Pasadena's YES Begins a Conversation on Gang Prevention

Pasadena’s Youth Empowerment and Strength (YES) activism group provided a platform for discussion of the rampant problem of gang violence in Pasadena, along with three community leaders.

Published : Thursday, October 5, 2017 | 12:25 AM

(Left to Right): Cesar Pequez, Brett Shears, Horace Wormely, Marlen Castillo, Gerardo Santos, Joanna Escobar, Florence Annang, Kyle Lee, Daniel Torres, Julieta Aragon, LaWayne Williams, Shahar Amitay, Jade Ellison

 

An organization known as Pasadena’s Youth Empowerment and Strength, or YES, screened the Netflix documentary “They Call Us Monsters,” and then held a panel discussion about combatting gang violence and promoting positive role models for youth last week.

“It’s important that we understand the many ways in which systematic violence and oppression manifests itself, and I believe that being able to reflect on the documentary with distinctive community leaders provided valuable insight into how we may do so,” said Kyle Lee, leader of Youth Empowerment and Strength.

The panel consisted of three community leaders and experts on gang violence: LaWayne D. Williams, Senior Director of Community Relations at the Pasadena Tournament of Roses, Valerie Slater, juvenile justice attorney and coordinator of the RISE for Youth Coalition, and Daniel Torres, ex-gang leader and reintegration specialist at the Flintridge Center.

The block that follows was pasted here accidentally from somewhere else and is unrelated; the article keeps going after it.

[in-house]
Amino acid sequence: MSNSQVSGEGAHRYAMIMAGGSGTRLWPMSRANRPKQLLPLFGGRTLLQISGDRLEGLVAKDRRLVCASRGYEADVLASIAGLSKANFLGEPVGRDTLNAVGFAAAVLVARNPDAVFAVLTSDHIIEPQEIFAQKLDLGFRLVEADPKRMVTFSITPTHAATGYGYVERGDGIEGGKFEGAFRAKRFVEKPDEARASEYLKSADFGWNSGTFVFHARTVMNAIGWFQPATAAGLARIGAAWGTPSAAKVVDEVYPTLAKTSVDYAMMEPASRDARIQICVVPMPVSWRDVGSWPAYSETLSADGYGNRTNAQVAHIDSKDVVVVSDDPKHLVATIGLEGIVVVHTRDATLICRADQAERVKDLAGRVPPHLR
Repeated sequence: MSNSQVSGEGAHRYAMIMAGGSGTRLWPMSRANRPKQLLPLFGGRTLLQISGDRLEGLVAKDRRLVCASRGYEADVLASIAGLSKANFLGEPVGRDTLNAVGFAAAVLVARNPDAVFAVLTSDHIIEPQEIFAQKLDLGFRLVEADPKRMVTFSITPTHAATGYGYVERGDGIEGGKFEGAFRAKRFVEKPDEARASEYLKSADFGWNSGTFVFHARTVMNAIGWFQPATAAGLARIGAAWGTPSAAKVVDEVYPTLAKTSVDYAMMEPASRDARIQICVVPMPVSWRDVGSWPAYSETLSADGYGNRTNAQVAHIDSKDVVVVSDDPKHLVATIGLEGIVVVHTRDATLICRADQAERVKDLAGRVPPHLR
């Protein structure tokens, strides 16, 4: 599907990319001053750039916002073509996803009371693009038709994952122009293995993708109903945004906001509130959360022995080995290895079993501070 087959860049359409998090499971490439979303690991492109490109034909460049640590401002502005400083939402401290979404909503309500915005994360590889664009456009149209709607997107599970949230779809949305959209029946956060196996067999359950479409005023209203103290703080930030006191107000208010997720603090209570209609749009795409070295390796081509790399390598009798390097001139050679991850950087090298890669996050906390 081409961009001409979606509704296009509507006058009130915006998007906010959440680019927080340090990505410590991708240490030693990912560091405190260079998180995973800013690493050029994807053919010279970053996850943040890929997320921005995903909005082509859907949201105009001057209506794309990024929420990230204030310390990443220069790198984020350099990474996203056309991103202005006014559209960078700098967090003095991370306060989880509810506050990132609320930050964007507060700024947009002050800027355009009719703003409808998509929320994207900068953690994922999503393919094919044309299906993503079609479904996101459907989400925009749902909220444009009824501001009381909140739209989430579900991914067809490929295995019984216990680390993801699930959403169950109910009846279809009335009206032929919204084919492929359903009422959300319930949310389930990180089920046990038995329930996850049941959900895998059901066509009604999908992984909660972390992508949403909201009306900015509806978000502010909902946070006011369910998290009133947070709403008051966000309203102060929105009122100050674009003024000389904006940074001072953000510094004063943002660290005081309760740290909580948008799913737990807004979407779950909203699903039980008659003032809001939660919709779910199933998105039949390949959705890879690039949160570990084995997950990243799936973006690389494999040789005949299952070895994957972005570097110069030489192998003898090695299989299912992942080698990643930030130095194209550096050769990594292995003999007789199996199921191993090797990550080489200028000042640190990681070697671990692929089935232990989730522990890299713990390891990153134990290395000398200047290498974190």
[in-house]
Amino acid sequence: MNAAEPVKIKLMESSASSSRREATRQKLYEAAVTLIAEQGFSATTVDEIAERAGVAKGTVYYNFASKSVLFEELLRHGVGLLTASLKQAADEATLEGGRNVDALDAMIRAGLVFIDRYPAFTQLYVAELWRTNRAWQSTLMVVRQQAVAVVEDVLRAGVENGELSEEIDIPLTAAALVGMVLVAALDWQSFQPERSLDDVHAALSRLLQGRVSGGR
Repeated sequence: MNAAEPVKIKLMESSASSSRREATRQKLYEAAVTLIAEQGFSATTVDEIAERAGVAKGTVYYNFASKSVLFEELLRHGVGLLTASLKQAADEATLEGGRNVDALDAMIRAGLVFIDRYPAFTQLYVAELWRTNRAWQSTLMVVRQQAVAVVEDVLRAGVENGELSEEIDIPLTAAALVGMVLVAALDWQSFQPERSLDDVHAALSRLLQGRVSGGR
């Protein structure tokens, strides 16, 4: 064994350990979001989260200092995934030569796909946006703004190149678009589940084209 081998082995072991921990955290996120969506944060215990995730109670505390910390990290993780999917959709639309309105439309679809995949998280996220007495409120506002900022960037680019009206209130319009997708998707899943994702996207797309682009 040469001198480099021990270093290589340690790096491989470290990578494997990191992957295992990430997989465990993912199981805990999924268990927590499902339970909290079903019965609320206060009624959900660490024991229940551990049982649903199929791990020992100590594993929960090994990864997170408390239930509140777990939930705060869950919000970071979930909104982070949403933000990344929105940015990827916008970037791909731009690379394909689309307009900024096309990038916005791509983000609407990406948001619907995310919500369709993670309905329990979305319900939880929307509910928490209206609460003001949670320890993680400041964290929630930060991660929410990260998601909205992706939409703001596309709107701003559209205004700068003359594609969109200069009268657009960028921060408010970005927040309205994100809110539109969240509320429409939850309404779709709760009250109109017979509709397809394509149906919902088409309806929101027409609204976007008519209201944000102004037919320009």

From the words of LaWayne D. Williams: “The event was a great experience for everyone. Whenever we, as a community, can come together and discuss issues and solutions that impact lives, it allows us to progress as a society. I want to thank YES for providing a forum to have this conversation, and know that we will continue to work with one another to ensure this is more than just a conversation.”

Among the key solutions discussed between the panel and young people at the event were the easing of juvenile youth’s transitioning from group homes to normalized family life, creating support systems for youth to re-engage them with the education system (which, incidentally, describes Williams’ work at the Tournament of Roses), and mentorship and socialization, even and especially when positive role models are lacking in the household.

Pasadena’s YES looks to work with the Flintridge Center and the Tournament of Roses to continue and to extend the conversation last Thursday on social justice, youth activism, and community leadership.

Youth Empowerment and Strength organizers said in a press release they believe that the answer to preventing gang violence and ensuring that our youth can thrive safely in their homes is twofold: combating ignorance with a greater understanding of the context and history surrounding gangs, and ensuring that youth seek inspiration and leadership from positive role models, not anti-role models.

To do so, the organizers said they hold modules on a variety of topics, ultimately meant to prepare youth to deliver 2-3 minute elevator speeches to politicians in their local counties. This will help bring about legislation that positively impacts the community, they said.

Pasadena’s YES is a youth group sponsored by the National Day Labor Organizing Network (NDLON). For more information, please visit www.pasadenayes.com.

 

 

 

 

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